Roche has announced that checkpoint inhibitor Tecentriq (atezolizumab) in combination with Cotellic (cobimetinib) failed to meet its primary endpoint of overall survival in a Phase III trial.
The study evaluated the combination in 363 people with difficult-to-treat, locally advanced or metastatic colorectal cancer (CRC) whose disease progressed or who were intolerant to at least two systemic chemotherapy regimens. Tecentriq plus Cotellic was compared to regorafenib, a standard of care therapy for this indication.
In a statement, Roche said that Tecentriq alone did not ‘provide a meaningful clinical benefit compared to regorafenib in this patient population’. The results from the trial will be further examined and presented at an upcoming medical meeting.
Roche chief medical officer and head of global product development Dr Sandra Horning said: “While these results are not what we hoped for, we remain committed to applying our deep experience to develop medicines that will improve outcomes for people living with gastrointestinal cancers. In particular, we have a number of studies evaluating medicines in colorectal cancer that could play an important role in the treatment of people with this disease in the future.”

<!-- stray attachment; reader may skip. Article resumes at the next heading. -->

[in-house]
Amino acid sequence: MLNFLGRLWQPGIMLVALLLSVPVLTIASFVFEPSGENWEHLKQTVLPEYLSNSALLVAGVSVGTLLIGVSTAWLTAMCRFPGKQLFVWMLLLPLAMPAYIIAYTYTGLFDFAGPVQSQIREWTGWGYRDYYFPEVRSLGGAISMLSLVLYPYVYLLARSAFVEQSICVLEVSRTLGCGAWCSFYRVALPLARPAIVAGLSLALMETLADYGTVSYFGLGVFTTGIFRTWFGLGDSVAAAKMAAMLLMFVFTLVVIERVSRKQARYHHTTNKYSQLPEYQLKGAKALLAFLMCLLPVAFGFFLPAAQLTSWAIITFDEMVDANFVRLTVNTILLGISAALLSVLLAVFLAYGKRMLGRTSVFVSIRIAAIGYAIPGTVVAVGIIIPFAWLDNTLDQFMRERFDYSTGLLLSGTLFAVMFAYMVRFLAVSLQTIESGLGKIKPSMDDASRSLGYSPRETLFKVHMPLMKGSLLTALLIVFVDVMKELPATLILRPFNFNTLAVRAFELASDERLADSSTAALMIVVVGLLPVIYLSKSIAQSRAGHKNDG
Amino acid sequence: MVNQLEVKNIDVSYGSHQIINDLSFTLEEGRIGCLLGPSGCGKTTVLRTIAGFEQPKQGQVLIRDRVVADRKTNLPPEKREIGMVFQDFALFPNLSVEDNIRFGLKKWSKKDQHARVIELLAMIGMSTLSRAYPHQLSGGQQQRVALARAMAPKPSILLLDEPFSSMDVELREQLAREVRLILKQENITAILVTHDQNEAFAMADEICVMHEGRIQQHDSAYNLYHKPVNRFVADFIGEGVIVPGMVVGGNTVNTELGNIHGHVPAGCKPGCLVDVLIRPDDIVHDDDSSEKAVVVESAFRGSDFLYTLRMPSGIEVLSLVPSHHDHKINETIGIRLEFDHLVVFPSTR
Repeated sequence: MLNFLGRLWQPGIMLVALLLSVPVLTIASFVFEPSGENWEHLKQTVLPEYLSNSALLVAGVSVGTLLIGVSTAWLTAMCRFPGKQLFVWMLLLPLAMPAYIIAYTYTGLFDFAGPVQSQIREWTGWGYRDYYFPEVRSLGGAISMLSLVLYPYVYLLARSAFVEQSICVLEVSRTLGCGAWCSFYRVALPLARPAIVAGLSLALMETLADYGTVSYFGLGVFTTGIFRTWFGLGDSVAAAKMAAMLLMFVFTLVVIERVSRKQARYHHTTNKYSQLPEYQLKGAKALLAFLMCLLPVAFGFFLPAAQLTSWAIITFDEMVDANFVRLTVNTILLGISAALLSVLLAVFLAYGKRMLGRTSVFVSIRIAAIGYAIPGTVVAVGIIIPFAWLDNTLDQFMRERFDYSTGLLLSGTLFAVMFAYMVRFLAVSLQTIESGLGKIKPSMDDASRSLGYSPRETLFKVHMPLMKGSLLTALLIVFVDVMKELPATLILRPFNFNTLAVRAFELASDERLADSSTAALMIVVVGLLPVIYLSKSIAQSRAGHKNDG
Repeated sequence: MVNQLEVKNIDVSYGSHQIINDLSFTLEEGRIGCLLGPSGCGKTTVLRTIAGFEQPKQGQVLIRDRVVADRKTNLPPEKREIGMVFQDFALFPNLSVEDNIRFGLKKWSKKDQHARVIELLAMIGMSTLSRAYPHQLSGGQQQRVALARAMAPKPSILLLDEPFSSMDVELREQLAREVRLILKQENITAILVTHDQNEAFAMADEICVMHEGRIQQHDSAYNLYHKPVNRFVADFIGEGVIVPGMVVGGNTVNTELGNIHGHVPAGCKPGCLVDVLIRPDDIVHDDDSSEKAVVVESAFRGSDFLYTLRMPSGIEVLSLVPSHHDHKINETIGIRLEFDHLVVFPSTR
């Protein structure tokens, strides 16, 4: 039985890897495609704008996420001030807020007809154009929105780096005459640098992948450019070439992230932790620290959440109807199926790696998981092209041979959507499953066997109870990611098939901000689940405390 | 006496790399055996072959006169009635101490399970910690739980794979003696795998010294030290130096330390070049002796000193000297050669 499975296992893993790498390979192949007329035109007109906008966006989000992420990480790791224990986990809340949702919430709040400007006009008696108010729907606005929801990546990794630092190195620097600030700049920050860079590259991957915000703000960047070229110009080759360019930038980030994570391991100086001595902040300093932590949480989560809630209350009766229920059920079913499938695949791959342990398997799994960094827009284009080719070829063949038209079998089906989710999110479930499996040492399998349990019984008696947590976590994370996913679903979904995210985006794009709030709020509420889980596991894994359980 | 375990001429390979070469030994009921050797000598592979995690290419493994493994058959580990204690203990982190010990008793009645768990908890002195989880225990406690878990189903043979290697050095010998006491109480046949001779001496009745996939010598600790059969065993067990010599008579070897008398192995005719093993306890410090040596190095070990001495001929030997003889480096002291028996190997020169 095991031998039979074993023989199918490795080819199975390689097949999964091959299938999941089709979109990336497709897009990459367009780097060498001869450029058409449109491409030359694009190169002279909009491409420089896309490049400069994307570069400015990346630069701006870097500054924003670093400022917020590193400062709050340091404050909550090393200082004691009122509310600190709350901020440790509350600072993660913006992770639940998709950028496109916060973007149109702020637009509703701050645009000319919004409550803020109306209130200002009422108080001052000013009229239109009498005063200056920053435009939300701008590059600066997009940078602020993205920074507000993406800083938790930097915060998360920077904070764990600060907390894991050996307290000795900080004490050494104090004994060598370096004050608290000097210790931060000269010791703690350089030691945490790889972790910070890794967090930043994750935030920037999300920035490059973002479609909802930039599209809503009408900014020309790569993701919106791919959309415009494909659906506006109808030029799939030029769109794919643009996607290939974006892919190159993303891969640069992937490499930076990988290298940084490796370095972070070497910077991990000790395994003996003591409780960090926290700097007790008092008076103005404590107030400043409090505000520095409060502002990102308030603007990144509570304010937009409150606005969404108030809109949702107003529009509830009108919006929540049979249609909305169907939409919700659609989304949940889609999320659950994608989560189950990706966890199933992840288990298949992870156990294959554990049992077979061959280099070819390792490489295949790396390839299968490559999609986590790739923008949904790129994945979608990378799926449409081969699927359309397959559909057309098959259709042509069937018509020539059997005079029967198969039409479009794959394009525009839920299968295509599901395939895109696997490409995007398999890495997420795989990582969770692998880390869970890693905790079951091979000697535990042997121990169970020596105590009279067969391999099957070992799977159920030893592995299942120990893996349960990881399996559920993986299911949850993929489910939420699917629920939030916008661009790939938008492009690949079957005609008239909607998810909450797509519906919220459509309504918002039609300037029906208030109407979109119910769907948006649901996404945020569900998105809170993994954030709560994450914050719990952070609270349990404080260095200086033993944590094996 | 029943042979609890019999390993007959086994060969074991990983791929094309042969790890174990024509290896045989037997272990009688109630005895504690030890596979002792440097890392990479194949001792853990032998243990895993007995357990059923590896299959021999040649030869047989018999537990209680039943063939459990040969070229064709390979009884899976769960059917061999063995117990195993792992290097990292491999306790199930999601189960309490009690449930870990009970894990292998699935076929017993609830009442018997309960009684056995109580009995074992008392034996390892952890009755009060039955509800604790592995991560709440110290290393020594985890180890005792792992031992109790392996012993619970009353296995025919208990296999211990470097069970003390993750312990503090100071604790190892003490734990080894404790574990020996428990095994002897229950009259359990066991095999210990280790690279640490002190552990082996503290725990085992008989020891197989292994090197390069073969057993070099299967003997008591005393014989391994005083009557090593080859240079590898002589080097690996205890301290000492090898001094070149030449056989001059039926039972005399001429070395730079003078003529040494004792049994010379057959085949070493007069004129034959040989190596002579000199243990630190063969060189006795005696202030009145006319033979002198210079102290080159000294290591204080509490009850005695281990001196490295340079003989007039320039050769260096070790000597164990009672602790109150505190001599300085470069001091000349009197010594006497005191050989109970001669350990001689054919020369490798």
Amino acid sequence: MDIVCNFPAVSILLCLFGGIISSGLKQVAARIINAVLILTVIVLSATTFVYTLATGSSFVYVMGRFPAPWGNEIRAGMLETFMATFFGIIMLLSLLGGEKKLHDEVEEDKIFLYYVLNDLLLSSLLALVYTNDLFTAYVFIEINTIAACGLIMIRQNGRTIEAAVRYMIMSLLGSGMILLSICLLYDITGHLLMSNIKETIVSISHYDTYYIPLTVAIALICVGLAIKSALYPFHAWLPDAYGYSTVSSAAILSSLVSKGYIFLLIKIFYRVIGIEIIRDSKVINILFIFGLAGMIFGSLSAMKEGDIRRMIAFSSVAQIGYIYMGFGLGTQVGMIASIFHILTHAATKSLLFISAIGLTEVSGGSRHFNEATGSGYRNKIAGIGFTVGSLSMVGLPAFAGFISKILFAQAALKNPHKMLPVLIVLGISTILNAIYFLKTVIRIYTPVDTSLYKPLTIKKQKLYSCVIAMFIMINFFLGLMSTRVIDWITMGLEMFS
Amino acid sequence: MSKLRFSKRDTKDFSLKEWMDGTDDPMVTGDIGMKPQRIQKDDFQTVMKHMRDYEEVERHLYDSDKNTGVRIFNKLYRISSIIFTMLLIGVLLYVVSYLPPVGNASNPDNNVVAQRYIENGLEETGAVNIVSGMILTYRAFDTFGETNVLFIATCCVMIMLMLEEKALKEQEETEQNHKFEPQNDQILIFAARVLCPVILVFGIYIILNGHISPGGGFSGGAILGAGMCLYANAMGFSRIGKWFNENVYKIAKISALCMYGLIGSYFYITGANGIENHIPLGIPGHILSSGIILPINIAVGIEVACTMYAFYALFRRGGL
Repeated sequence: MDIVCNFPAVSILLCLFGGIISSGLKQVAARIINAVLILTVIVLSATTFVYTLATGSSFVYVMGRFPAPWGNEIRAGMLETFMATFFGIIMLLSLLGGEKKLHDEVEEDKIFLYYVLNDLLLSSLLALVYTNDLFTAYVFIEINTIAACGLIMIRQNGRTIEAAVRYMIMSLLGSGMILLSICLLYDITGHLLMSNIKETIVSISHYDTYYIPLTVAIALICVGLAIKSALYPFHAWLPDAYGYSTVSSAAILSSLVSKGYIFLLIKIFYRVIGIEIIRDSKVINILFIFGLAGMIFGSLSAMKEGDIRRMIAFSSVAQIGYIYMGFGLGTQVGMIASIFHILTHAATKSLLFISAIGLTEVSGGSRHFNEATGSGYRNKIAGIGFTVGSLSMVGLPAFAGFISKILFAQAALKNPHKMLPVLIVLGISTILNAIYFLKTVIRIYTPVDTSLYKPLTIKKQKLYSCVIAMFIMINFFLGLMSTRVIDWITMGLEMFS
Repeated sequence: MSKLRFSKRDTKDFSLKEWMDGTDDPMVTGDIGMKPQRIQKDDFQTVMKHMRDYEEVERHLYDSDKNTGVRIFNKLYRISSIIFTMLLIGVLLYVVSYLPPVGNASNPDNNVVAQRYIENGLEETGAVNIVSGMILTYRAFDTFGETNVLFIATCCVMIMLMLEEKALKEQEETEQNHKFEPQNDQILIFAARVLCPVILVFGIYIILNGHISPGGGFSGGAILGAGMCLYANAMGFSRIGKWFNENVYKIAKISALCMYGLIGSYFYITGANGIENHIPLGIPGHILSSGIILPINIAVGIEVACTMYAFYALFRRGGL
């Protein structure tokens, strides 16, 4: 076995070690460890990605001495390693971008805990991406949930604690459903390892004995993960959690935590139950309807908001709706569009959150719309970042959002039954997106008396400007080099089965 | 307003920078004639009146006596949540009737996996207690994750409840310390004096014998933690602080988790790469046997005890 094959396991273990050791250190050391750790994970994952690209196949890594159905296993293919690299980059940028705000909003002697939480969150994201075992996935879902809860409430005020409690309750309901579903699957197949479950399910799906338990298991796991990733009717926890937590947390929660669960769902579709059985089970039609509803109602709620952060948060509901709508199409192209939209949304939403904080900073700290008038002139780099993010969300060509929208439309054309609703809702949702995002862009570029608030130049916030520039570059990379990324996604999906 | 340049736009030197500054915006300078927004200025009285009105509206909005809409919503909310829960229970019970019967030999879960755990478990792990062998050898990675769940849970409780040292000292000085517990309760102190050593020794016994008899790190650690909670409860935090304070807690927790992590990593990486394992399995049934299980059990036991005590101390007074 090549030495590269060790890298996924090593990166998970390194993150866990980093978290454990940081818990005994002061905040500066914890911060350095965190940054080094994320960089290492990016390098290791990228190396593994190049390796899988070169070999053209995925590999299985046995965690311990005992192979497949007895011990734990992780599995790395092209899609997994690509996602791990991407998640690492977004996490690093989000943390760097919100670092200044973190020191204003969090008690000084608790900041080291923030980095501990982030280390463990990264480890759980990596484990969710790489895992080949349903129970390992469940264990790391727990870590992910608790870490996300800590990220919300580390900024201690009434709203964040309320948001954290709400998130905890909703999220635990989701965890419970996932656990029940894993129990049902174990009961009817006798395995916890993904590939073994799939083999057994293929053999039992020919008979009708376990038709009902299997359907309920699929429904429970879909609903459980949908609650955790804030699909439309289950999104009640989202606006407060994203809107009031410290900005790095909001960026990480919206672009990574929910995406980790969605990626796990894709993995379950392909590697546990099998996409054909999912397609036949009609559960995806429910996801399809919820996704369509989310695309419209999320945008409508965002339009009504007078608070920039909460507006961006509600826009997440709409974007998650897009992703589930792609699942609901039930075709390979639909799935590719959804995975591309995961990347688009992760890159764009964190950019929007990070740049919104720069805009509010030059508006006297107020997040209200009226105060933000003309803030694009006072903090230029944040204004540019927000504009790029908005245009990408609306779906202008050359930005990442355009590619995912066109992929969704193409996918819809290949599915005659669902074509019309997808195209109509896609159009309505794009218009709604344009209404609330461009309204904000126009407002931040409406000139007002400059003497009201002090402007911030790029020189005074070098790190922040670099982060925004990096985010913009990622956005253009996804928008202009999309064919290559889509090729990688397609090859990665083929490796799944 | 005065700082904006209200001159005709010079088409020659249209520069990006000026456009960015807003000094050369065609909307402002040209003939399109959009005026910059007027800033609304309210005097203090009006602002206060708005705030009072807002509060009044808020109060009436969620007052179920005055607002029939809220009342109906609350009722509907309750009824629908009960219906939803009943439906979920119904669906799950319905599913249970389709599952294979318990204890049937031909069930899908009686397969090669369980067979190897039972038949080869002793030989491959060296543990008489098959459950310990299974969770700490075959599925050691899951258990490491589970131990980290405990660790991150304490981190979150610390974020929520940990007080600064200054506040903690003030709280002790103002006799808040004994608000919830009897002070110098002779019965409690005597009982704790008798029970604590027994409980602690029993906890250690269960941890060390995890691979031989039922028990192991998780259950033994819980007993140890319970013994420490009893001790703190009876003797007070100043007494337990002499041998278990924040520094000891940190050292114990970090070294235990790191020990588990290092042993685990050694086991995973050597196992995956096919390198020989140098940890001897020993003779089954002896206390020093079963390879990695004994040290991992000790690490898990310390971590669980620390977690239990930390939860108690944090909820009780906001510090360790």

Roche has an extensive clinical trial development program for Tecentriq, with more than 50 studies ongoing, including Phase III studies across lung, kidney, skin, breast, colorectal, prostate, ovarian, bladder, blood, liver and head and neck cancers. This includes studies evaluating Tecentriq both alone and in combination with other medicines.
Promising pre-clinical data and Phase Ib data suggested that the drug combination would be effective in this indication. However, it first encountered problems after enrolment for a Phase II trial of the treatment for first-line metastatic colorectal cancer after concerns over patient deaths. No new safety signals were identified in the latest trial.
Tecentriq currently has US Food and Drugs Administration (FDA) approval for the treatment of non-small-cell lung cancer and bladder cancer, while Cotellic is approved as a combination treatment with Zelboraf for melanoma.
Just days before the latest results, the FDA granted priority review for Tecentriq for initial treatment of a type of metastatic lung cancer.